I came across Lisa’s blog only recently and instantly realised she is a kindred blogger. Her blog documents her growing understanding of, knowledge about, and love for all the species of native flora and fauna that live on her block of land in rural Central Victoria. I get the feeling that Lisa has learned about her patch of land in the same way I’ve learned about Aldinga Scrub — by walking through it day after day and simply observing.

Like Lisa, I didn’t expect to become fascinated by the plants and creatures living on my doorstep. It just happened. I didn’t even know about Aldinga Scrub until after we moved to Aldinga Beach: it was the beach — with its beautiful cliffs, its blue waters, its fish-inhabited and bird-dotted reef, its wide sands — which initially attracted me.

The first time I walked through the Scrub, I was just curious. I had heard that it was the last remnant of original coastal bushland in South Australia, and so I wanted to see what it was like. A year later, going through another phase of feeling inexplicably agitated and uncomfortable in my own skin, I decided to try walking through the Scrub more often. I thought that, if I made the effort to look outwards at the world around me instead of looking inwards into my own seething internal landscape, I might find solace.

And I did.

A small kind of miracle happened as I walked through the Scrub over and over. As I wandered, I began to wonder. As I wondered, I stopped. As I stopped, I observed. As I observed, I noticed, as Lisa puts it. And then, at last, I started to see and to learn.

Something else happened, too. I began to inhabit the world around me during those walks. Inhabitation — it’s a powerful word. Maybe it’s pretentious. Maybe it’s corny? And yet that’s how it feels.

It never stops, this seeing, learning, wondering, inhabiting. That’s another kind of miracle.

The pictures in this post are photographs I’ve taken over the years on my walks through the Scrub. Here you can see it in its many moods, its many seasons, its many tempers. I don’t know if my photographs can convey the wonder I felt as I took them, or the remembered sense of discovery I feel now when I return to them, but I hope that they convey, at least, the deep joy that my wandering has brought me.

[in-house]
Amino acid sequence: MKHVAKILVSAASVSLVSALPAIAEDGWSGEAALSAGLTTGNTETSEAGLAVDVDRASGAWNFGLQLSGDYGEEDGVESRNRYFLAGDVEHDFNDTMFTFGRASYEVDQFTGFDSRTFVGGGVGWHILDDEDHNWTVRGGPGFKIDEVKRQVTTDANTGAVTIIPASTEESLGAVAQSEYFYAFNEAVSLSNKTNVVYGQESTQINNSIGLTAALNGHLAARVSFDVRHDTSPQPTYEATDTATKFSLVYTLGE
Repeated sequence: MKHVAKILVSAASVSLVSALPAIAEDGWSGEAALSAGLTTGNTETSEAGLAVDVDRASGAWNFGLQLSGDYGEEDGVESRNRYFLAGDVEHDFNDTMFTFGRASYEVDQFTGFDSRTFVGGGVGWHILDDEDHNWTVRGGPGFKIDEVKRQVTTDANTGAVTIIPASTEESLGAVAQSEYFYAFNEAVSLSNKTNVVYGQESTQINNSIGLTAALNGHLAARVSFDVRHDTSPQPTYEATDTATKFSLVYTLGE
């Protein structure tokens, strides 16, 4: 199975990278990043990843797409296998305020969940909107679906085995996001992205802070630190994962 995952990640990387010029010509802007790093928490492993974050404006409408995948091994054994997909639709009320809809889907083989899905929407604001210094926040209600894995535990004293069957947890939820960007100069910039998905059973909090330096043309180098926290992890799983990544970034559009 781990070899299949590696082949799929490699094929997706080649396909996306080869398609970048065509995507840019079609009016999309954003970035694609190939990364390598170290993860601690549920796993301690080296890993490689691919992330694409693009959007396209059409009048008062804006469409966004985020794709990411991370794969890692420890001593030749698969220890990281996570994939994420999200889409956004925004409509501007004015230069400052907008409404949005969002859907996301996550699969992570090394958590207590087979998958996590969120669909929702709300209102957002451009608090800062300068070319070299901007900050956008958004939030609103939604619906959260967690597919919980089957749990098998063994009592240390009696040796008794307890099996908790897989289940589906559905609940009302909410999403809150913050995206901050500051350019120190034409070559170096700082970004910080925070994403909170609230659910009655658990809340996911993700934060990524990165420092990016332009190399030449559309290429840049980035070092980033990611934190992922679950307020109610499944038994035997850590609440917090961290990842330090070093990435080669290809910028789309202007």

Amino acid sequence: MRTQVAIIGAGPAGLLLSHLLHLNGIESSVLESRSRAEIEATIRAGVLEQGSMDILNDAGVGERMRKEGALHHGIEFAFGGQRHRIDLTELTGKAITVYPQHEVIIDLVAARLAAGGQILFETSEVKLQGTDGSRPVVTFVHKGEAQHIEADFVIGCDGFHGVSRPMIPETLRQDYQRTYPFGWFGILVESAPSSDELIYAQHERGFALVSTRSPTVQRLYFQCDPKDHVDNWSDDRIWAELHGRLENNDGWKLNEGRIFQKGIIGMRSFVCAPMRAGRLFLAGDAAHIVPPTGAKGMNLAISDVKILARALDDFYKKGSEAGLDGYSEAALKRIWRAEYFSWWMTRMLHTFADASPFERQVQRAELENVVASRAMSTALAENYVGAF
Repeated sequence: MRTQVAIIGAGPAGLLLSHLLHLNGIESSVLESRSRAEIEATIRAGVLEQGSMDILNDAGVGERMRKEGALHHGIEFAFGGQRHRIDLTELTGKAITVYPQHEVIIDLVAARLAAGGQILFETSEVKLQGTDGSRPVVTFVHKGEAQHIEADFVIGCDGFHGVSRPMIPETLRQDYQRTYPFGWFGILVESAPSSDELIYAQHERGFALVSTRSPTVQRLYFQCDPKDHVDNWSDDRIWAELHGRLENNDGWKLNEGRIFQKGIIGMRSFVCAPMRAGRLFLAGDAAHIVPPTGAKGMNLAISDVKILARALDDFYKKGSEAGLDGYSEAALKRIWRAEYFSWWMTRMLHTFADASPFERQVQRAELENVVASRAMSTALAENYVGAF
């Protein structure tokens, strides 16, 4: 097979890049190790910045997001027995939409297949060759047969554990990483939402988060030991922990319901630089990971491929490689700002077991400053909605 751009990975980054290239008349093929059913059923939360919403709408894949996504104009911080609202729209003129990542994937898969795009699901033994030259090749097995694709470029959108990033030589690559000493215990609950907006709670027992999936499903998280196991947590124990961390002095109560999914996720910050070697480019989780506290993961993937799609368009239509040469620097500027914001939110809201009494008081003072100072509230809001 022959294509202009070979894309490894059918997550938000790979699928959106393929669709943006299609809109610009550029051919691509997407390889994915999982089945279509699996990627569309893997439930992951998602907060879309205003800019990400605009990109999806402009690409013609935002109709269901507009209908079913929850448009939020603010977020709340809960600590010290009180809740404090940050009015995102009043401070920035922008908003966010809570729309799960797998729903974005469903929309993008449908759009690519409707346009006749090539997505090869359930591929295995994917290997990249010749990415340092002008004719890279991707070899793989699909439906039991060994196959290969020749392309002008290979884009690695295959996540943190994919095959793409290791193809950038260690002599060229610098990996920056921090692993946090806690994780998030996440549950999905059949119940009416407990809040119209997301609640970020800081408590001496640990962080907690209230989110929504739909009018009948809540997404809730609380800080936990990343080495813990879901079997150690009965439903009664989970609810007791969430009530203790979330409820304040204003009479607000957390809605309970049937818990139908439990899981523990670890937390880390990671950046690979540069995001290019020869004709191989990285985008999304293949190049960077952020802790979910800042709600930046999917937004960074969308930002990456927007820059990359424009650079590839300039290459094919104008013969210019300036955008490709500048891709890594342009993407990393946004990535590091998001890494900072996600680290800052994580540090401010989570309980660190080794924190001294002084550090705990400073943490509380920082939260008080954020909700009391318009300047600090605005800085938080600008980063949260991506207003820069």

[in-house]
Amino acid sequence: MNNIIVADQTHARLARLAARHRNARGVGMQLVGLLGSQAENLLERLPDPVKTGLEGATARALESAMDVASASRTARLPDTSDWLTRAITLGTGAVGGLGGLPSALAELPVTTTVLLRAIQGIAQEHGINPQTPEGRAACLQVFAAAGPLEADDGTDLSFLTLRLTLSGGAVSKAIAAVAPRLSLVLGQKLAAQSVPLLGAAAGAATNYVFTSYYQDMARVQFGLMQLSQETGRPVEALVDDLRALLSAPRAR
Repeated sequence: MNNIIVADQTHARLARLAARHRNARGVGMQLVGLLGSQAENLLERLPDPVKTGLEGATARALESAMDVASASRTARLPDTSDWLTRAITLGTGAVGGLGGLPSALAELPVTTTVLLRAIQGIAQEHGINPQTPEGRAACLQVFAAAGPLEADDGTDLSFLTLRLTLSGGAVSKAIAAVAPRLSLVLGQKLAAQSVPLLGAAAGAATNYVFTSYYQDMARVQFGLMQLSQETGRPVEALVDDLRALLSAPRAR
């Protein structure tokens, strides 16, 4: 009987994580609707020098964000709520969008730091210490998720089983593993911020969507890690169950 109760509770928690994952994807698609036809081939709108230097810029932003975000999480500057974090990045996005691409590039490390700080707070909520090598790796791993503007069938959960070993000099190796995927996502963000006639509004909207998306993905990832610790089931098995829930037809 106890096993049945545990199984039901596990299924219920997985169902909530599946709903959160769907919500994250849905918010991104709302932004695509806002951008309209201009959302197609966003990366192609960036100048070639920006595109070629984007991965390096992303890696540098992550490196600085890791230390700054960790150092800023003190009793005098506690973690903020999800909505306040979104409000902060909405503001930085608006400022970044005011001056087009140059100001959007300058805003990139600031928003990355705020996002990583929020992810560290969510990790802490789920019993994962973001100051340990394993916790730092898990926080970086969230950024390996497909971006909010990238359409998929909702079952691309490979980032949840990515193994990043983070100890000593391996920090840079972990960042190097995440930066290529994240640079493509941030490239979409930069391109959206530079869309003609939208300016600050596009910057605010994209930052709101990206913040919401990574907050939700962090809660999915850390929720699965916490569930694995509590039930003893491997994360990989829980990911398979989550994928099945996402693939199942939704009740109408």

That’s the thing, you see — noticing is both a humble and a joyful process. It’s a privilege to inhabit this kind of joy.

Autumn sun

April 2016

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In the Northern Hemisphere, they call it Indian summer:
a hot, dry start to Autumn.
That’s what we had here last month —
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— warm, sunny days.
Still nights.
No rain.
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In the scrub,
dry twigs crackled beneath my feet,
and the odd flower bloomed.
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Winter stole closer,
like afternoon shadows
creeping across sandy ground.
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Life cycle

I’ve talked before about my love of grasstrees.
In the last few weeks, walking through the Scrub,
I’ve glimpsed grasstrees at all stages of their life cycle.

Some were growing and establishing themselves:

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Some were flowering:

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And some were dying and decaying:

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At each stage of their life
grasstrees seem to me unique, strange, prehistoric …
and beautiful.

The sunshine bush

In the last week of July, I went for a late-afternoon wander through the Scrub.
It was quiet and cold.
The occasional magpie called.
A tiny mistletoe bird twittered on a branch.
Not many of the trees or plants were in flower.
And then I came across this:

It’s a Guinea flower (hibbertia).

Guinea flowers aren’t common in the scrub.
They are small bushes …

 

 

… showered with flowers
that seem like splashes of pure sunlight.